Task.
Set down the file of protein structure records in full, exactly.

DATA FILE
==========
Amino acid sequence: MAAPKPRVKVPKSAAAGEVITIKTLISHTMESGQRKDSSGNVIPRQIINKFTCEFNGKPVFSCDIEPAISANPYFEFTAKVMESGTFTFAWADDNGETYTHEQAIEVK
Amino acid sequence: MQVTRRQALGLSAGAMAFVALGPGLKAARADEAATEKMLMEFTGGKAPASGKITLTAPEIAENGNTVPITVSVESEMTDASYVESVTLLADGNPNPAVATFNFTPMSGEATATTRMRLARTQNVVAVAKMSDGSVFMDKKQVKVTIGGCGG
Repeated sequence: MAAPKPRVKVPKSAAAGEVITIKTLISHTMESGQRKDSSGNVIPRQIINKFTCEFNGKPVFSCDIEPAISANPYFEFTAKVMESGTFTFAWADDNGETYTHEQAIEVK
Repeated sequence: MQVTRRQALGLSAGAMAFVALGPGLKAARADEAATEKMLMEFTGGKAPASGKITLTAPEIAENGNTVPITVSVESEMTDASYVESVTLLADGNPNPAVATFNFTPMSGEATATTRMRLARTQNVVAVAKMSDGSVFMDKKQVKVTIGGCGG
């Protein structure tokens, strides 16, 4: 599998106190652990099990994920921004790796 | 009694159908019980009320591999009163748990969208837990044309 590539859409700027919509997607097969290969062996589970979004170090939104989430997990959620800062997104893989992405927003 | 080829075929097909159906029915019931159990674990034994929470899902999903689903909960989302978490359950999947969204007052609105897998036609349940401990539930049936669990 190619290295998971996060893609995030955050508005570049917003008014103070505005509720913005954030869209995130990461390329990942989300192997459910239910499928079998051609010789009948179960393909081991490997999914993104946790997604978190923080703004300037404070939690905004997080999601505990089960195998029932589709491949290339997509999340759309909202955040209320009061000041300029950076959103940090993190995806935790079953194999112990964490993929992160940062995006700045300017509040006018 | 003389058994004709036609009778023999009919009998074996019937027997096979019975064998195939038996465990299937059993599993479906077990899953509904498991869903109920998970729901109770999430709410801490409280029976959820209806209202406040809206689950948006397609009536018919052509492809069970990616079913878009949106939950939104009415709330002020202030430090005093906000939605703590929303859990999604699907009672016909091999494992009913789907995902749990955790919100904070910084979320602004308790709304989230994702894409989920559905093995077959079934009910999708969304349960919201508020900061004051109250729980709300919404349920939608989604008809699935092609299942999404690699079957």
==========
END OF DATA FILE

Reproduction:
Amino acid sequence: MAAPKPRVKVPKSAAAGEVITIKTLISHTMESGQRKDSSGNVIPRQIINKFTCEFNGKPVFSCDIEPAISANPYFEFTAKVMESGTFTFAWADDNGETYTHEQAIEVK
Amino acid sequence: MQVTRRQALGLSAGAMAFVALGPGLKAARADEAATEKMLMEFTGGKAPASGKITLTAPEIAENGNTVPITVSVESEMTDASYVESVTLLADGNPNPAVATFNFTPMSGEATATTRMRLARTQNVVAVAKMSDGSVFMDKKQVKVTIGGCGG
Repeated sequence: MAAPKPRVKVPKSAAAGEVITIKTLISHTMESGQRKDSSGNVIPRQIINKFTCEFNGKPVFSCDIEPAISANPYFEFTAKVMESGTFTFAWADDNGETYTHEQAIEVK
Repeated sequence: MQVTRRQALGLSAGAMAFVALGPGLKAARADEAATEKMLMEFTGGKAPASGKITLTAPEIAENGNTVPITVSVESEMTDASYVESVTLLADGNPNPAVATFNFTPMSGEATATTRMRLARTQNVVAVAKMSDGSVFMDKKQVKVTIGGCGG
């Protein structure tokens, strides 16, 4: 599998106190652990099990994920921004790796 | 009694159908019980009320591999009163748990969208837990044309 590539859409700027919509997607097969290969062996589970979004170090939104989430997990959620800062997104893989992405927003 | 080829075929097909159906029915019931159990674990034994929470899902999903689903909960989302978490359950999947969204007052609105897998036609349940401990539930049936669990 190619290295998971996060893609995030955050508005570049917003008014103070505005509720913005954030869209995130990461390329990942989300192997459910239910499928079998051609010789009948179960393909081991490997999914993104946790997604978190923080703004300037404070939690905004997080999601505990089960195998029932589709491949290339997509999340759309909202955040209320009061000041300029950076959103940090993190995806935790079953194999112990964490993929992160940062995006700045300017509040006018 | 003389058994004709036609009778023999009919009998074996019937027997096979019975064998195939038996465990299937059993599993479906077990899953509904498991869903109920998970729901109770999430709410801490409280029976959820209806209202406040809206689950948006397609009536018919052509492809069970990616079913878009949106939950939104009415709330002020202030430090005093906000939605703590929303859990999604699907009672016909091999494992009913789907995902749990955790919100904070910084979320602004308790709304989230994702894409989920559905093995077959079934009910999708969304349960919201508020900061004051109250729980709300919404349920939608989604008809699935092609299942999404690699079957």